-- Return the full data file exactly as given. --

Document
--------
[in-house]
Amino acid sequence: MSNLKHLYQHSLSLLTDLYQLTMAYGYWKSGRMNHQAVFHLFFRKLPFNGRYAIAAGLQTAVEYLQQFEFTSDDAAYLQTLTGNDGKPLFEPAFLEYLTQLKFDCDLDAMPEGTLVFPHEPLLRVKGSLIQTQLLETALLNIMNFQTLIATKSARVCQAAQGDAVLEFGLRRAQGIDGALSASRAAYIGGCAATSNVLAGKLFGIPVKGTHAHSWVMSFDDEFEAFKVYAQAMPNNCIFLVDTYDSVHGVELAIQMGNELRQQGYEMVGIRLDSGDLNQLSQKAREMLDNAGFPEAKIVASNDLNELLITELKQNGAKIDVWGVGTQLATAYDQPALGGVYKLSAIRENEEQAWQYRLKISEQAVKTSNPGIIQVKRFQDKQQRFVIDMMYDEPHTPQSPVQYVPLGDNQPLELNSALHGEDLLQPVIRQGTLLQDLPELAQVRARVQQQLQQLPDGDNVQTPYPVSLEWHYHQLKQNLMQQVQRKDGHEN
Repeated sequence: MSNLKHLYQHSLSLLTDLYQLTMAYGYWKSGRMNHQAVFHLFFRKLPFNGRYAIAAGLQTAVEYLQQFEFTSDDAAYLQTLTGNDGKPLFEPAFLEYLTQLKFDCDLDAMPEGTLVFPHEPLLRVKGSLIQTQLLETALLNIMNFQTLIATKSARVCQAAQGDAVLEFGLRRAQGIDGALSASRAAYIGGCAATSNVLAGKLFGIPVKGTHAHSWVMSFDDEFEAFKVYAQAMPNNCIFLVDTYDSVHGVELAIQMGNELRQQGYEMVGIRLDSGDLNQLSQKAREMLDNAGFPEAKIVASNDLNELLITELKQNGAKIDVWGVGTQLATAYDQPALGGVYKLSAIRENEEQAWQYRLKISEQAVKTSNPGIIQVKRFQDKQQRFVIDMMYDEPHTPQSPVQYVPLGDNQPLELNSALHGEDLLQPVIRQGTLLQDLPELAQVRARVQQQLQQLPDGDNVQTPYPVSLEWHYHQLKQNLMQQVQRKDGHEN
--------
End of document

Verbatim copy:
[in-house]
Amino acid sequence: MSNLKHLYQHSLSLLTDLYQLTMAYGYWKSGRMNHQAVFHLFFRKLPFNGRYAIAAGLQTAVEYLQQFEFTSDDAAYLQTLTGNDGKPLFEPAFLEYLTQLKFDCDLDAMPEGTLVFPHEPLLRVKGSLIQTQLLETALLNIMNFQTLIATKSARVCQAAQGDAVLEFGLRRAQGIDGALSASRAAYIGGCAATSNVLAGKLFGIPVKGTHAHSWVMSFDDEFEAFKVYAQAMPNNCIFLVDTYDSVHGVELAIQMGNELRQQGYEMVGIRLDSGDLNQLSQKAREMLDNAGFPEAKIVASNDLNELLITELKQNGAKIDVWGVGTQLATAYDQPALGGVYKLSAIRENEEQAWQYRLKISEQAVKTSNPGIIQVKRFQDKQQRFVIDMMYDEPHTPQSPVQYVPLGDNQPLELNSALHGEDLLQPVIRQGTLLQDLPELAQVRARVQQQLQQLPDGDNVQTPYPVSLEWHYHQLKQNLMQQVQRKDGHEN
Repeated sequence: MSNLKHLYQHSLSLLTDLYQLTMAYGYWKSGRMNHQAVFHLFFRKLPFNGRYAIAAGLQTAVEYLQQFEFTSDDAAYLQTLTGNDGKPLFEPAFLEYLTQLKFDCDLDAMPEGTLVFPHEPLLRVKGSLIQTQLLETALLNIMNFQTLIATKSARVCQAAQGDAVLEFGLRRAQGIDGALSASRAAYIGGCAATSNVLAGKLFGIPVKGTHAHSWVMSFDDEFEAFKVYAQAMPNNCIFLVDTYDSVHGVELAIQMGNELRQQGYEMVGIRLDSGDLNQLSQKAREMLDNAGFPEAKIVASNDLNELLITELKQNGAKIDVWGVGTQLATAYDQPALGGVYKLSAIRENEEQAWQYRLKISEQAVKTSNPGIIQVKRFQDKQQRFVIDMMYDEPHTPQSPVQYVPLGDNQPLELNSALHGEDLLQPVIRQGTLLQDLPELAQVRARVQQQLQQLPDGDNVQTPYPVSLEWHYHQLKQNLMQQVQRKDGHEN